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dc.date.accessioned2019-07-23T14:15:28Z
dc.date.available2019-07-23T14:15:28Z
dc.date.issued2019-07-21
dc.identifier.citationPan American Health Organization. Evaluation of Innovative Strategies for Aedes aegypti Control: Challenges for their Introduction and Impact Assessment. Washington, D.C.: PAHO; 2019.en_US
dc.identifier.isbn978-92-75-12096-5
dc.identifier.urihttps://iris.paho.org/handle/10665.2/51375
dc.description.abstract[Introduction]. The Region of the Americas has a long history of vector-borne disease control. The evidence reveals the success of various programs in the past. The control of yellow fever and malaria in Cuba and Panama under the direction of William Gorgas (1901–1910), the elimination of Anopheles gambiae in Brazil (1940), the elimination of Aedes aegypti between 1950 and 1960 led by Fred Soper under the auspices of PAHO, the elimination of transmission of Chagas disease by Triatoma infestans in Brazil and Uruguay, and the recent elimination of onchocerciasis from 11 of the 13 endemic foci in Colombia, Ecuador, Mexico, and Guatemala (2013–2016) are recent examples of interventions that have combined the use of insecticides, sanitary engineering, and effective vaccines or medicines, supported by community participation and other control methods… It is estimated that nearly half the world’s current population lives in areas at risk for dengue. Transmission is occurring in more than 100 countries and between 300 and 500 million people are infected annually, 96 million of whom have clinical manifestations and 500,000 have severe cases, with around 25,000 deaths. The infection is endemic in the Americas and in the Southeast Asia, Western Pacific, Africa, and Eastern Mediterranean regions. In the last 50 years the incidence has increased thirtyfold, a trend that shows no sign of abating. The epidemiological scenario reveals that the number of cases is increasing, that outbreaks are larger and longer-lasting, and that the affected areas and populations are continually expanding. Achieving the WHO goal of reducing mortality by 50% and morbidity by 25% by 2020 will be a challenge, given the lack of good surveillance systems that can correctly quantify the burden of disease and the deficiencies of vector control programs in the endemic countries…en_US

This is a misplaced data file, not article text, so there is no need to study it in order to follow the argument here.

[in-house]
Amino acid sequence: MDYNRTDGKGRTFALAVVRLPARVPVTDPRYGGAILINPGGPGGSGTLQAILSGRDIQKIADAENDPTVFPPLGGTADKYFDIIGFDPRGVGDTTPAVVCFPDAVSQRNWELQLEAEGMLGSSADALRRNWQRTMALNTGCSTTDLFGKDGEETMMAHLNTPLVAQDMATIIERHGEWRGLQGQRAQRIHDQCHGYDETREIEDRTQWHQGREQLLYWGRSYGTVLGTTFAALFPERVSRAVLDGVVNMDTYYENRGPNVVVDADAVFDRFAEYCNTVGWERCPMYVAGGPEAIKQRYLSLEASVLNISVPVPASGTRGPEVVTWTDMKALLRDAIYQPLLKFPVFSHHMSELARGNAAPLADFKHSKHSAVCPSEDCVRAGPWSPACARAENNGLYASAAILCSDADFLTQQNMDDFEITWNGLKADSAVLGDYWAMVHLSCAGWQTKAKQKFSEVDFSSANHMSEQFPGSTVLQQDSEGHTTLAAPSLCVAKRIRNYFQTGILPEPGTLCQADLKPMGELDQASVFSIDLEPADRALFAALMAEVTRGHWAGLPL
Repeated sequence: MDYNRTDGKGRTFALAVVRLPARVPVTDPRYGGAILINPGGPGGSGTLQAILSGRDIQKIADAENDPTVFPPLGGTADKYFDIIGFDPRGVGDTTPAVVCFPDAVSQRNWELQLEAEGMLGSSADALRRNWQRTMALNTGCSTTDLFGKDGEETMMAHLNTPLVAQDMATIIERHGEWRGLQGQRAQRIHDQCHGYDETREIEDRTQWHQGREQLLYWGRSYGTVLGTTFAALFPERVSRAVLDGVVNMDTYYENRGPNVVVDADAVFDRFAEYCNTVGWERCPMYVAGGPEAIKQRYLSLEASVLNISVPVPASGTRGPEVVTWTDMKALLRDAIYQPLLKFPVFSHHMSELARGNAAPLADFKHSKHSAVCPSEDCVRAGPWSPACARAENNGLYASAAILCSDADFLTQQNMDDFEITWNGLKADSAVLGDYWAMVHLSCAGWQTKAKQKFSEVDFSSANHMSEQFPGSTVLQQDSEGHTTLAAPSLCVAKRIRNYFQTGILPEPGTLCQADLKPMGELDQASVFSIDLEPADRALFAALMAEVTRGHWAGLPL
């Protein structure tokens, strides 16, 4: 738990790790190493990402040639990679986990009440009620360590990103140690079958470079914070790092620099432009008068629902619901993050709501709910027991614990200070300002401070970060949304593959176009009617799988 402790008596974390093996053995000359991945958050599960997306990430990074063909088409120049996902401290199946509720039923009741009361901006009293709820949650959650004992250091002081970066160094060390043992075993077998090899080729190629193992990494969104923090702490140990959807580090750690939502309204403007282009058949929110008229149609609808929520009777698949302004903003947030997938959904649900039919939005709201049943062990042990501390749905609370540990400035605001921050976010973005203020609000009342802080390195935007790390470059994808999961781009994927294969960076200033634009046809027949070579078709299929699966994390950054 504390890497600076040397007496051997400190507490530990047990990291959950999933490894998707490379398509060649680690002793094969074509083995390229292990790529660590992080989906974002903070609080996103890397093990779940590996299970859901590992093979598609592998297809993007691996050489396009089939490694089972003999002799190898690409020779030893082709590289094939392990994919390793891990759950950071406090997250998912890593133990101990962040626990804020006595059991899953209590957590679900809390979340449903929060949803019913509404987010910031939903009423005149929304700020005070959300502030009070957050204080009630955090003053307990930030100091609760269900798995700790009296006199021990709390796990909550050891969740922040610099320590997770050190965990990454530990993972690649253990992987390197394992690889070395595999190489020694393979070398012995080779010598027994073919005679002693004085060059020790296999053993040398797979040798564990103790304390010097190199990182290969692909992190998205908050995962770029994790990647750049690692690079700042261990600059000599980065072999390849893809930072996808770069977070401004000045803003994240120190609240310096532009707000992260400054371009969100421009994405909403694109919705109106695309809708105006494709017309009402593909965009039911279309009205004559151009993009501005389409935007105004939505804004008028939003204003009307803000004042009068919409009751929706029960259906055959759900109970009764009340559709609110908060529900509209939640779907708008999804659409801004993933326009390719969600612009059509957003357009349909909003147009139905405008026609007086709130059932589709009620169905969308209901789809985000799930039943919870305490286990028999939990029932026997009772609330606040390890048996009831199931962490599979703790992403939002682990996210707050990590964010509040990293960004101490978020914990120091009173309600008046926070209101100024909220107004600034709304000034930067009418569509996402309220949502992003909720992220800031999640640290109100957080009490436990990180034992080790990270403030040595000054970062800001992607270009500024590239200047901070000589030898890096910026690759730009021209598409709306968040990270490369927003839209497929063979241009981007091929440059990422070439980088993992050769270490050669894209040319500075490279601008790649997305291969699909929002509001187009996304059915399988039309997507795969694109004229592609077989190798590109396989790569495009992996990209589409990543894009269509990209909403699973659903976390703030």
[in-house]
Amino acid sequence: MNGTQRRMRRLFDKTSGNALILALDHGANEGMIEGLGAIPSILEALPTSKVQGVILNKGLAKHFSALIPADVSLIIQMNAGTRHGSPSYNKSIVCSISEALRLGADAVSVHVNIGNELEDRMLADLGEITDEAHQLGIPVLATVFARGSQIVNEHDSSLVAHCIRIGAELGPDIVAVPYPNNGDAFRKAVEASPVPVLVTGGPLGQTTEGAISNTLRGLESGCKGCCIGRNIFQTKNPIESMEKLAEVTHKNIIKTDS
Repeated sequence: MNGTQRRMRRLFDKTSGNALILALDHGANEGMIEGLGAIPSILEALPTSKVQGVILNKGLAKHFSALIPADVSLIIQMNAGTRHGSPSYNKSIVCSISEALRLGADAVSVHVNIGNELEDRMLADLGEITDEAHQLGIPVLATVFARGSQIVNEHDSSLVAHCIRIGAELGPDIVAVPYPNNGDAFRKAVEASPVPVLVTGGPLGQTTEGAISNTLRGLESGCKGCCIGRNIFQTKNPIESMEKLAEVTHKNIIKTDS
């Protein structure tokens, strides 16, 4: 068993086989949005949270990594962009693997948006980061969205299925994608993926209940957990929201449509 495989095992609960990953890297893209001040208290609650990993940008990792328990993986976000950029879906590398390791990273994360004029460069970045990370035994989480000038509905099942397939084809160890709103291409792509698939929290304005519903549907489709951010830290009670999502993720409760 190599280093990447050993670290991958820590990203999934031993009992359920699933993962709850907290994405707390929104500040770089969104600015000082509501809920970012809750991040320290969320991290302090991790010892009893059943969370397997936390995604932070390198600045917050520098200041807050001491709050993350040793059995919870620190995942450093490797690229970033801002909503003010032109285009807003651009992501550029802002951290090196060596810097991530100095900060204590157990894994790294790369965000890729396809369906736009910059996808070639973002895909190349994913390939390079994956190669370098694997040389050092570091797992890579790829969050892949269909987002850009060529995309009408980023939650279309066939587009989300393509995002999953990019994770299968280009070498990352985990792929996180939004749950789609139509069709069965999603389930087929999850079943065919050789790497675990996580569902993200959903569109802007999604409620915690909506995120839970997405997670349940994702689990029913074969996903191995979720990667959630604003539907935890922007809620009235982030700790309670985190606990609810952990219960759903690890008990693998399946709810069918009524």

dc.language.isoenen_US
dc.publisherPAHOen_US
dc.subjectAedesen_US
dc.subjectMosquito Vectorsen_US
dc.subjectMosquito Controlen_US
dc.subjectDengueen_US
dc.subjectWolbachiaen_US
dc.subjectEpidemiologyen_US
dc.titleEvaluation of Innovative Strategies for Aedes aegypti Control: Challenges for their Introduction and Impact Assessmenten_US
dc.typePublicationsen_US
dc.rights.holderPan American Health Organizationen_US
dc.contributor.corporatenamePan American Health Organizationen_US
paho.isfeatured0en_US
paho.publisher.countryUnited Statesen_US
paho.publisher.cityWashington, D. C.en_US
paho.source.centercodeUS1.1en_US
paho.subjectCat 1. Communicable Diseasesen_US
paho.relation.languageVersion10665.2/51374
paho.relation.languageVersion10665.2/51376
paho.iswhotranslationNoen_US
dc.identifier.eisbn978-92-75-12097-2


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